…say SAA saving ships $225,000 on each call at Lagos ports
Nigerian shippers and freight forwarders have called on the federal government to stop the Nigerian Ports Authority (NPA) from dismantling the Secure Anchorage Area (SAA) operated by OMS Limited, which provides security to ships coming to the Apapa and Tin Can Island ports in Lagos.
They said contrary to claims that the SAA is leading to increase in cost of shipping, security of ships at the SAA by the Nigerian Navy, using platforms provided by Ocean Marine Services (OMS) Limited is helping multinational shipping lines to save a whopping $225,000 on one journey to Lagos ports.
The concerned shipping and ports services users who spoke to journalists through Uche Increase, national president of the National Association of Government Approved Freight Forwarders (NAGAFF) said they were baffled that the NPA, which was part of a tripartite committee on maritime security, that created the SAA in 2014 is now wanting to dismantle the facility, where ships coming to Lagos ports are well secured.
Increase, who leads the largest association of international trade experts in Nigeria, said it had become very necessary for the shippers and freight forwarders who use the services of the multinational shipping lines to speak up and resist the dissolution of the SAA.
He said, “If we do not add our voice to clarify the facts at this point, the government may be misled and the country will be worse off as far as maritime security is concerned. We do not want this SAA to be disrupted so as not to expose our cargoes to the risk due to hijacking of ships and kidnapping of crew. If the SAA is disrupted, ships will now again, begin to go to neighboring ports of Cotonou, Togo and Ghana. We don’t want to go back to the old order. We are asking the federal government to look critically on this issue so that the SAA is not dismantled.
“We understand that the SAA is a child of circumstance created after a steering committee set up in 2013, by the Nigerian Navy, NPA, Nigerian Maritime Administration and Safety Agency (NIMASA), Department of Petroleum Resources (DPR) and other agencies of government that are stakeholders in the maritime environment.
“At that time, we knew that the committee held meetings for over five months to address the issues of security for ships the Lagos waters. There were critical issues at that time which included illegal arms importation, piracy, and robbery at sea, which were making Nigeria waters to be given the designation of “High Risk Area” (HRA) by International Maritime Bureau (IMB). Those meetings led to the creation of the SAA among other demarcation on the water for ships who wish to anchor there while waiting to berth at the ports.
He insisted that the SAA was a far cheaper and safe way to manage security for ships coming into the country as the vessels used to carry mercenaries onboard to provide the security when coming to Nigeria at a very exorbitant cost.
He explained, “Before the establishment of the SAA, vessels coming to Lagos would carry mercenaries onboard, to provide security for them. One of such mercenaries would cost $2,500 and a ship would carry three for a period not less than 30 days. That costs as much as $225,000 and even more, when the mercenaries have to be onboard for more than a month.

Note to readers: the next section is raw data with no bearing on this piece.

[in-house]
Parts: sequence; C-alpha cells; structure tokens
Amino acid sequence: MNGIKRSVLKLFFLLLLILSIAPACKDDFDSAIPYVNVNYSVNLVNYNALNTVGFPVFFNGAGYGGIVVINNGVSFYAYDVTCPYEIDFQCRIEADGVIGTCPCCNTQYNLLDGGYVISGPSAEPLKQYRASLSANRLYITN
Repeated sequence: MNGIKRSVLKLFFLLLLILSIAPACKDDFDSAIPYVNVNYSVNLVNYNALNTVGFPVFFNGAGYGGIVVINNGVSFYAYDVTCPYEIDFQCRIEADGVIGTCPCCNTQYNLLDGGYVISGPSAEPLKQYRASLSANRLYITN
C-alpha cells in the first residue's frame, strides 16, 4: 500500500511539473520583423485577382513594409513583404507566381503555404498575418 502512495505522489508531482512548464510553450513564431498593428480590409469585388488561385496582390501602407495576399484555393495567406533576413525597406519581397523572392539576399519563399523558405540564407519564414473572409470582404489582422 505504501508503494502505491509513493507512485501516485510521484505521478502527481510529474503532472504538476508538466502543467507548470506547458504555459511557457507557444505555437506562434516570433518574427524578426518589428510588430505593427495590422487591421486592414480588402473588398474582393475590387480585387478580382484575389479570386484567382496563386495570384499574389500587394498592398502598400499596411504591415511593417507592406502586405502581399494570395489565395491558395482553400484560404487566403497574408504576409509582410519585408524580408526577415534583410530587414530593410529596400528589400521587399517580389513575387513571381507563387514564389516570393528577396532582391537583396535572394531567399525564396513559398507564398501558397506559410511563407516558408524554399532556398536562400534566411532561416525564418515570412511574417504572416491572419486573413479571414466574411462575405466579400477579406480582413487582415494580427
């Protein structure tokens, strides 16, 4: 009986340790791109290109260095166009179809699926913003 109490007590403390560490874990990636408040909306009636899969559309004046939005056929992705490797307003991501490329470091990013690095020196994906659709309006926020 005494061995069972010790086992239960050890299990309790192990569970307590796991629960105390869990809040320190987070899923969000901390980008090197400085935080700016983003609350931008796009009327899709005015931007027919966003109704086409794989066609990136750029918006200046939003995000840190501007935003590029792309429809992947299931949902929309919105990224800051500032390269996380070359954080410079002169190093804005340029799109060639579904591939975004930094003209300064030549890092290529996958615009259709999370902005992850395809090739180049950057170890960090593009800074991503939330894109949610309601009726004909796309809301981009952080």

“As freight forwarders we are major port users of shipping services, moving cargoes across seas from to Nigeria. We are comfortable with the service and we urge the Federal Government to let the SAA be so that the multinational shipping lines can continue to patronise our seaports.
“What we see here in this issue between OMS and NPA as a major is there is need to deepen capacity to see that maritime agencies continue to work in synergy. If the whole parties bringing the SAA have not come to dissolve it, then for one of the agencies to want to dismantle it, may be seen as creating undue problems.
“OMS should be allowed to provide its services as it currently does with the navy at the SAA. The NPA should continue its security services too as there is also a general Anchorage for vessels who wish to use it. They all mean well for the nation.
“From our findings, the SAA is situated 10 nautical miles outward into the deep sea from the Lagos Fairway Buoy. The NPA Act gives the authority limit administration from the Fairway Buoy inward to the ports. The SAA is 10 nautical miles offshore from the Fairway Buoy and that is the area in control of NIMASA.”
The NAGAFF boss who is also a member of the Governing Council, Council for the Regulation of Freight Forwarders in Nigeria (CRFFN) explained that while he was not speaking for OMS, the company is not using Nigeria Navy boats, but provided the security boats, the platforms and logistics to the Navy to provide security to the ships who wait for berthing at the SAA.
He continued, “The boats are bought by the company completely and they are even registered with NIMASA because you can’t bring in any boat or operate them without NIMASA’s approval and paying their dues and tax. The NPA is just one of the agencies that created the SAA, so why does it want to dismantle the facility alone? We appeal to the NPA to see reasons to rescind its reported decision to dismantle the SAA.
“We the concerned shipping and ports services users want to advise the Nigerian government that this arrangement should be retained and all agencies of government in the maritime environment should continue to support the arrangement. Today, NIMASA, the Navy, and even the DPR and the NPA itself and other maritime stakeholders are comfortable because of the good effects of the SAA on security of ships coming to Lagos ports.
Frontpage September 1, 2020
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